Anti-kickback was developed to ensure safety
and is considered a standard feature on larger diameter CMT bits
where risk of kickback is the highest. Kickback occurs when the
bit makes the initial bite into the wood and jumps back. Due
to the large amount of space between the flutes on the cutter
head. CMT bits are designed with generous rounded shoulders between
the flutes to stay in almost constant contact with the wood when
cutting and also to make a smoother initial connection with the
CMT designed rounded shoulders
between the flutes to radically reduce dangerous kickback.
Hold a bit by the sank and look at the cutting
edge, you will notice that it goes either straight up and down,
left to right (negative shear) or right to left (positive shear).
The angle cutting edge or its "shear" will determine
how the cut is made. Specific shear angles are designed to work
best in certain type of materials. A shear angle gives a less
choppy cut and give a cleaner finish, thus making them preferred
over straight cutting edges for edge work. Negative shear cutting
angles give the smoothest finish and are recommended for laminate
Our CMT Mortising bit
(left) has a negative shear angle of 6 degrees and our Cavetto
Edge Mold bit (right) a positive shear angle of 15 degrees.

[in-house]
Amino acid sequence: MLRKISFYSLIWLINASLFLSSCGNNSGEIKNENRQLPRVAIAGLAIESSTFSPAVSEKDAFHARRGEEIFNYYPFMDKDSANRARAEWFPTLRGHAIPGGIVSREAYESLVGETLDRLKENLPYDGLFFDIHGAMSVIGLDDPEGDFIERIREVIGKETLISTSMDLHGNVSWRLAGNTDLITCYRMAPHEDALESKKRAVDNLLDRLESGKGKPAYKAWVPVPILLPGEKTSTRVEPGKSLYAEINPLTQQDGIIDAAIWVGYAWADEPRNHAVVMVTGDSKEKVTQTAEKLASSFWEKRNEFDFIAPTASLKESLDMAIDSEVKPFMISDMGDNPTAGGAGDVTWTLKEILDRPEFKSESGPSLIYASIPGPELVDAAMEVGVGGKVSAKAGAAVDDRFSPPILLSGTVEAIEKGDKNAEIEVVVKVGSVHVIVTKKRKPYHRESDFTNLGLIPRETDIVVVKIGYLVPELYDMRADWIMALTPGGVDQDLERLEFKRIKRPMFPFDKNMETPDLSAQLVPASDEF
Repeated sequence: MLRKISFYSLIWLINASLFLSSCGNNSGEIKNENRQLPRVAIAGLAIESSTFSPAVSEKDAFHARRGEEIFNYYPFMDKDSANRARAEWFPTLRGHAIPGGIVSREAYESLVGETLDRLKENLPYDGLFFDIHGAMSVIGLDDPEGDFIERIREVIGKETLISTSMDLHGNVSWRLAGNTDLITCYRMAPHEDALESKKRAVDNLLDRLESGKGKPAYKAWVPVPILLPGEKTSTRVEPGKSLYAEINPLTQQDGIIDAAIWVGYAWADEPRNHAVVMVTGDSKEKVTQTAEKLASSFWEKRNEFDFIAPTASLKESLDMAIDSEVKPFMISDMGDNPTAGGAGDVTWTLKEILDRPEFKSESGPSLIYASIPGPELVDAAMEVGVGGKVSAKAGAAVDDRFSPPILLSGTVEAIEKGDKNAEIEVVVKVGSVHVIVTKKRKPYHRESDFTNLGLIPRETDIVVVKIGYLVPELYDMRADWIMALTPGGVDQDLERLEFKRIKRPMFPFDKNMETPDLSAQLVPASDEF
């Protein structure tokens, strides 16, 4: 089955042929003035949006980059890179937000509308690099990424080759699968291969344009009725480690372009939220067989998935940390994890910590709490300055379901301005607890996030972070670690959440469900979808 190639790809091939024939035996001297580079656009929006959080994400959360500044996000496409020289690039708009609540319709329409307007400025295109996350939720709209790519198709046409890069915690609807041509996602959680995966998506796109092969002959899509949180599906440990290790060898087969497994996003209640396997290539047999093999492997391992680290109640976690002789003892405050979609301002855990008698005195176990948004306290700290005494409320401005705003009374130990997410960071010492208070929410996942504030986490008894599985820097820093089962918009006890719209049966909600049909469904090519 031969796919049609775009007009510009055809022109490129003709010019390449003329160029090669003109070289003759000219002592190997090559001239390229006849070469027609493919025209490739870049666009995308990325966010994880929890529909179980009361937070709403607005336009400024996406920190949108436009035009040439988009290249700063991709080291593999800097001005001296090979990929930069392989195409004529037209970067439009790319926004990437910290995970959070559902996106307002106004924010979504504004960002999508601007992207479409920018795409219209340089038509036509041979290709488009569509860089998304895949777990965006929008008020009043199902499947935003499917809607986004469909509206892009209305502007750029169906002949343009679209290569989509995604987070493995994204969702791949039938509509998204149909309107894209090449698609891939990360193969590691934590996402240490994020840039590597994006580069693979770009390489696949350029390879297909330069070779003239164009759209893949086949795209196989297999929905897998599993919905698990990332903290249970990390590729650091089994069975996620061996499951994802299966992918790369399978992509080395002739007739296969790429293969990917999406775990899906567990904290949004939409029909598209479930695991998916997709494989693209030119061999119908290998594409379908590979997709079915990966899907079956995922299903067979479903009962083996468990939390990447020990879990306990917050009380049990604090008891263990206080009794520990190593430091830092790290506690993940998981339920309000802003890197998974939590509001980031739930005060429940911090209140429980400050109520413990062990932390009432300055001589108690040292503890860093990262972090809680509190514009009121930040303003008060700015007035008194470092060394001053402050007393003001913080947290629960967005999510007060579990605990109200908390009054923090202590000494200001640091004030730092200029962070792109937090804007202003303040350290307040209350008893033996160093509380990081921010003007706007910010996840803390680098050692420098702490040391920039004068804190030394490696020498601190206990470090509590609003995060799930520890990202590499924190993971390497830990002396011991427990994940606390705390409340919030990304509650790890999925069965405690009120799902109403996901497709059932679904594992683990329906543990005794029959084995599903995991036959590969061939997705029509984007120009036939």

The hook angle is sometimes called the rake
ad you can see it by looking down at the top of your bit - notice
the angle the cutting edge makes with the overall bit diameter
(see drawing). This is the angle at which the cutting edge meets
the stock and its purpose is to help leave a smoother, splinter-free
Radial relief is the curved grind on the
outer cutting edge of the carbide. The presence of extra mass
behind the cutting edge gives the carbide many added advantages:
-strength behind the edge
-stays sharper longer
-gives more resharpening
CMT includes radial relief on all straight
edge bits to guarantee durability and the best highest quality
The hook angle is determined
by the slant of the cutting edge toward the center of the bit.
Radical relief grind
compared to flat grind.
A major feature that makes a major difference
in tool performance is clearance space. As the bit rotates, the
tip of the cutting edge makes an outer circle as it removes stock,
and the rotation of the body makes a smaller inner circle. The
little space created between the rotation of the tip and the
rotation of the body (see photos right) is known as the clearance
ad it serves as a free space for the bit to avoid coming into
contact with the work piece and burning, and as an exit for sawdust.
Notice the space created
when measuring the diameter from the cutting edge (left) and
from the body of the bit (right). This little space makes a big
difference in the efficiency of chip and sawdust ejection.